Microbiological Assay: A Rational Approach

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Overview

A user-friendly guide for the evaluation of microbiological assays, Microbiological Assay for Pharmaceutical Analysis: A Rational Approach provides a lucid explanation of the sources of error in microbiological assay and helps analysts choose efficient assay designs that will minimize those sources of error. Beginning with a review of the theoretical basis for the quantitative aspects, the author discusses microbiological assay as a branch of pharmaceutical analysis and distinguishes it from biological assay in general. He draws attention to the microbiological aspects that may not be so obvious to the chemical analyst and to the analytical aspects that may not be so obvious to the microbiologist.

The book contains detailed evaluations of assays that illustrate typical experimental designs and addresses how to present a realistic assessment of the best potency estimate from a series of assays. Although there are other valuable books available in this area, they do not address evaluation. Microbiological Assay for Pharmaceutical Analysis: A Rational Approach expands on the guidance given in pharmacopoeias and helps you choose the assay design most appropriate for the purpose of your assay.

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Product Details

  • ISBN-13: 9780849318245
  • Publisher: Taylor & Francis
  • Publication date: 6/28/2003
  • Pages: 260
  • Product dimensions: 6.00 (w) x 9.10 (h) x 0.90 (d)

Table of Contents

MICROBIOLOGICAL ASSAY IN PERSPECTIVE
Biological Assays in General
The Different Sorts of Microbiological Assay
The Basis of Calculation of Potency Estimates
Which Mathematical Model?

THE AGAR DIFFUSION ASSAY - ITS QUANTITATIVE BASIS
Historical Introduction
The Theory of Zone Formation
Principle of Calculation of Potency Estimate

THE THEORY AND PRACTICE OF TUBE ASSAYS FOR GROWTH PROMOTING SUBSTANCES
Introduction
The Mode of Action
Critical Factors in the Assay of Growth-Promoting Substances
Other Sources of Error

THE THEORY AND PRACTICE OF TUBE ASSAYS FOR GROWTH INHIBITING SUBSTANCES
Historical Introduction
Measurement of Response
The Form of Response Line
Historical Development of the Turbidimetric Method
Linearization of Sigmoid Curves
The Quantitative Theory of Microbial Inhibition
A Practically Determined Log Dose-Response Curve
Factors Affecting Final Cell Count
Summary and Conclusions

WHAT DO WE WANT OF AN ASSAY? HOW DO WE ATTAIN OUR GOAL?
Introduction
Pharmacopoeial Intention
Control of Antibiotic Bulk Materials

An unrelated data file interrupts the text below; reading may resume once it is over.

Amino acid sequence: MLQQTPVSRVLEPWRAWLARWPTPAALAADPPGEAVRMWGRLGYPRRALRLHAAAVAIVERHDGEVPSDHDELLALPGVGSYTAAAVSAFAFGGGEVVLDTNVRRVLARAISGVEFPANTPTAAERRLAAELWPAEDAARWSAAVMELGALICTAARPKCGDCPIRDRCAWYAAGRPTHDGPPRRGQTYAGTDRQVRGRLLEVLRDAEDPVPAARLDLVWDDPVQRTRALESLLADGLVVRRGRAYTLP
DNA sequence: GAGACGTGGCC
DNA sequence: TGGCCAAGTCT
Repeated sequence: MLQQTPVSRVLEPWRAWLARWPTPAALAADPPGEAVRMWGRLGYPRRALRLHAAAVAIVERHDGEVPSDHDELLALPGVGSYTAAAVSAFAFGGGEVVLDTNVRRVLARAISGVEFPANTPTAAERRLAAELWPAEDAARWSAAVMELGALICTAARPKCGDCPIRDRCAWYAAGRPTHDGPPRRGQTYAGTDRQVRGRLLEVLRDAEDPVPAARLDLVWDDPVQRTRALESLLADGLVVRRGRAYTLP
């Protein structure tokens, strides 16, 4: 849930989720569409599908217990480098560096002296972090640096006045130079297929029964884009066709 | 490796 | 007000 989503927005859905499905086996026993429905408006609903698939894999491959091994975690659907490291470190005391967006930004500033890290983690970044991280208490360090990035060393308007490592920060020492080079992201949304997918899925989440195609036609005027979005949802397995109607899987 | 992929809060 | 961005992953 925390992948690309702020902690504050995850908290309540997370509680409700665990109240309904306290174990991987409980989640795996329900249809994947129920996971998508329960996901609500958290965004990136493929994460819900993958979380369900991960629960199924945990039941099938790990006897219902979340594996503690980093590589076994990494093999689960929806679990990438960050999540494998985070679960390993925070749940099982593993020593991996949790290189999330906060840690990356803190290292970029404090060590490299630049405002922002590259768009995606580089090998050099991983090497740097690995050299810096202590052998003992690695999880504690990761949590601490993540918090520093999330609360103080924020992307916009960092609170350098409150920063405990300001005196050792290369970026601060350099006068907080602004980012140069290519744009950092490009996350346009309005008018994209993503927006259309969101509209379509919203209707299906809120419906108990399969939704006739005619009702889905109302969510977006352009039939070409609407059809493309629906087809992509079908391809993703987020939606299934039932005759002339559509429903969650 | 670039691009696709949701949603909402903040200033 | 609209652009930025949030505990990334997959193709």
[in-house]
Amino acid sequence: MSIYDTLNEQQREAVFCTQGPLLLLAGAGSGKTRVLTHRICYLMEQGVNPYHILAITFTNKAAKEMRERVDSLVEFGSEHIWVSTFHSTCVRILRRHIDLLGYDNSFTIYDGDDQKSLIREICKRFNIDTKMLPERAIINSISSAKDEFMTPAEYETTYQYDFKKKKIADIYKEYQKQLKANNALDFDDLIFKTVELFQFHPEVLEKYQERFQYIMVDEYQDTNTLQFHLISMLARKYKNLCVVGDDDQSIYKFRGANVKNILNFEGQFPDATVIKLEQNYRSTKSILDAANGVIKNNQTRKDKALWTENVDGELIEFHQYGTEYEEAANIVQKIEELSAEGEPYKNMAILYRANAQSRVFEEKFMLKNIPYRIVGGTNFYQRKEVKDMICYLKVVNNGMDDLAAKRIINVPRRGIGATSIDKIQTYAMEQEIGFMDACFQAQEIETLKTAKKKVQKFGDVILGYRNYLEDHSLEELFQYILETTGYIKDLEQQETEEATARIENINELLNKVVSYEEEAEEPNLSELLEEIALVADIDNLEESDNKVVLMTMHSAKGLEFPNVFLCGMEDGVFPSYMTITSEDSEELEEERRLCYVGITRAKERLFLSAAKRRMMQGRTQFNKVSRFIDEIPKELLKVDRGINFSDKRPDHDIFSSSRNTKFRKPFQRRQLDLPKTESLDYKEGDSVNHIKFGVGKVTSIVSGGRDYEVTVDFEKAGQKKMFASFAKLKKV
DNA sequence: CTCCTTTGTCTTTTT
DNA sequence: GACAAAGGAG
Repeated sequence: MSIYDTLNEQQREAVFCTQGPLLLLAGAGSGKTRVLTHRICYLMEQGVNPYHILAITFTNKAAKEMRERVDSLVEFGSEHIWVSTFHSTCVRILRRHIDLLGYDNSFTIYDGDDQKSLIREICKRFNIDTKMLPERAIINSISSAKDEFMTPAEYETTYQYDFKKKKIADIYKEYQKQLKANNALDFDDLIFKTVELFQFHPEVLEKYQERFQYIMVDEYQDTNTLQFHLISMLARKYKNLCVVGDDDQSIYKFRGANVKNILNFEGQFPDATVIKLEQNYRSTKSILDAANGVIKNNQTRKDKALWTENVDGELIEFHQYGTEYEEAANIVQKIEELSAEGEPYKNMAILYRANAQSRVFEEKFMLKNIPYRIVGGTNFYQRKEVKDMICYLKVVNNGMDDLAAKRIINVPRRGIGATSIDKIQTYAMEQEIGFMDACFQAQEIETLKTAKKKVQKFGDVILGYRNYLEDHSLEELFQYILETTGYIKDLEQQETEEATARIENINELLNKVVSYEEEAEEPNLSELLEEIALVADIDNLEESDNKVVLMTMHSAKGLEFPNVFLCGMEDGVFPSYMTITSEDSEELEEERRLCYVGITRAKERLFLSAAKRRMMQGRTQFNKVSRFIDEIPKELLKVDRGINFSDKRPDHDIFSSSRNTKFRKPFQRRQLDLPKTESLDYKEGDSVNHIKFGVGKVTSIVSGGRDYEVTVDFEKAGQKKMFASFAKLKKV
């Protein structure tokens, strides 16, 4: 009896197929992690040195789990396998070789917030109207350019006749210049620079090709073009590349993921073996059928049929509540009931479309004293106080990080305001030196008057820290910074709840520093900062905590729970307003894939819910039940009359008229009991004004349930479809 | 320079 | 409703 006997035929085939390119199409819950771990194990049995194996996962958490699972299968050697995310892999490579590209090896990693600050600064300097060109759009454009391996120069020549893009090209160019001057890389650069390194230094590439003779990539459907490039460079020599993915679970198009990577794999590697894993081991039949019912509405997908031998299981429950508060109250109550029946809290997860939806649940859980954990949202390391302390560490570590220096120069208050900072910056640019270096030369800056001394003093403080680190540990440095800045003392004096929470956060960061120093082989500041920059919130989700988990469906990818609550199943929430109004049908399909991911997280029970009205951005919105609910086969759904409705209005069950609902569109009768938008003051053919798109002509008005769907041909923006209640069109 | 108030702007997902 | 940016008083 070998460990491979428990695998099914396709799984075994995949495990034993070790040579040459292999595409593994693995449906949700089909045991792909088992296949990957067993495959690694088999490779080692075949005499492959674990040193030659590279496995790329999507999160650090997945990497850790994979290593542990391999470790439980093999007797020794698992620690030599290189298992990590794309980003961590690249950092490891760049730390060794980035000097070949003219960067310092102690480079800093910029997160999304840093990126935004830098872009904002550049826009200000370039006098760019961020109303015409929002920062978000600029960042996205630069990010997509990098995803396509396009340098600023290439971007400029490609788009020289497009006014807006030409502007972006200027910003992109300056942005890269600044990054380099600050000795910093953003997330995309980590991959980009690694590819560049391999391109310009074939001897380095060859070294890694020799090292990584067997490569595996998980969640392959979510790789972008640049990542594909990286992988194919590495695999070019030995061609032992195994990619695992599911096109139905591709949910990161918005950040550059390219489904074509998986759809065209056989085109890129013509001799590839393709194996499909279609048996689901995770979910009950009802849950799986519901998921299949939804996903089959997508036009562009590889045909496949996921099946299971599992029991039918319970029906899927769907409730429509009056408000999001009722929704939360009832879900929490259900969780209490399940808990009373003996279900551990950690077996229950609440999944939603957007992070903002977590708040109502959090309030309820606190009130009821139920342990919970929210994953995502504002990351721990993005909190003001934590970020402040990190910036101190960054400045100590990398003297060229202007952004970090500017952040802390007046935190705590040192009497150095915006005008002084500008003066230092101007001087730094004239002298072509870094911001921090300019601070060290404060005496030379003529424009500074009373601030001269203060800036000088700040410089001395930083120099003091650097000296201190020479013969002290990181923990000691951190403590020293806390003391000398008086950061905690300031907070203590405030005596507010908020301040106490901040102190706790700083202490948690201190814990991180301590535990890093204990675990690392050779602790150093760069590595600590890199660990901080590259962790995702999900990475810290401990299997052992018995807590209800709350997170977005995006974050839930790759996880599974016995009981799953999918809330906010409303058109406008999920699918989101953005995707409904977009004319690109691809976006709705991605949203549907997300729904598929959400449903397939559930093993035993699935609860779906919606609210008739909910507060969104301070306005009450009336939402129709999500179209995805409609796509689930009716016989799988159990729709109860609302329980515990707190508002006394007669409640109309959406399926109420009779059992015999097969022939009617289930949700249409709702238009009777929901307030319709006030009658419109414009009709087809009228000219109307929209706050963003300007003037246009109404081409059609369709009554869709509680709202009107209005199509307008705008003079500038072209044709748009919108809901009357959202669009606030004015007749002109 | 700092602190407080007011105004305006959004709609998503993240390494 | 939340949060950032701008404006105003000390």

Control in Routine Manufacture
Research and Development

GENERAL PRACTICAL ASPECTS OF MICROBIOLOGICAL ASSAYS
Introduction
Inoculum
Test Solutions
Weighing
The Assay Medium
Selection of Latin Squares and the Plating Routine
Aseptic Techniques
Measuring Responses
Calculation of Potency Estimates and Confidence Limits

STANDARD REFERENCE MATERIALS
Historical Introduction
"Official" Reference Materials
National and Regional Reference Materials
In-House Standards

PRELIMINARY EVALUATION OF DATA
Introduction
Common Sense Inspection
Specific Tests for Abnormality
Detection of Outliers
Replacement of Missing Values
Summary and Conclusions

PARALLEL LINES ASSAYS - SOME DESIGNS AND THEIR EVALUATION
Introduction
A 3-Dose Level Assay Using Petri Dishes
A 3-Dose Level Assay for One Unknown Using a Large Plate and Latin Square Design
A 2-Dose Level Assay for Four Preparations [three unknowns] Using a Large Plate and 8 x 8 Latin Square Design
A 2-Dose Level Assay for Two Preparations [one unknown] Using a Large Plate and 8 x 8 Latin Square Design with Two Weighings of Each Preparation
A 4-Dose Level Turbidimetric Assay for One Unknown
A Small Plate Assay Using a 5-Dose Level Standard Curve

SLOPE RATIO ASSAYS, SOME DESIGNS AND THEIR EVALUATION
Introduction
Some Possible Designs
Preliminary Evaluation
General Statistical Procedures
The Procedure of Bliss
Evaluation of a 2-Dose Level Assay (1) Using the Bliss Procedure (2) The Procedure of the European Pharmacopoeia

CHOICE OF EXPERIMENTAL DESIGN
Introduction
Available Experimental Designs for Agar Diffusion Assays
Regulations and Options
Factors Influencing Width of Confidence Limits
Bias Due to Curvature of the Response Line
Non-Paralellism Due to Curvature
Choosing a Design for a Turbidimetric Growth Inhibiting Substance Assay
Choosing a Design for Turbidimetric Assay of Growth Promoting Substance
Summary and Conclusions

CONCLUDING THOUGHTS
Introduction
Calculation of a Weighted Mean Based on Internal Assay Variation
Comparison of the European and International Pharmacopoeia Methods
Application of the Various Formulae to Some Practical Results

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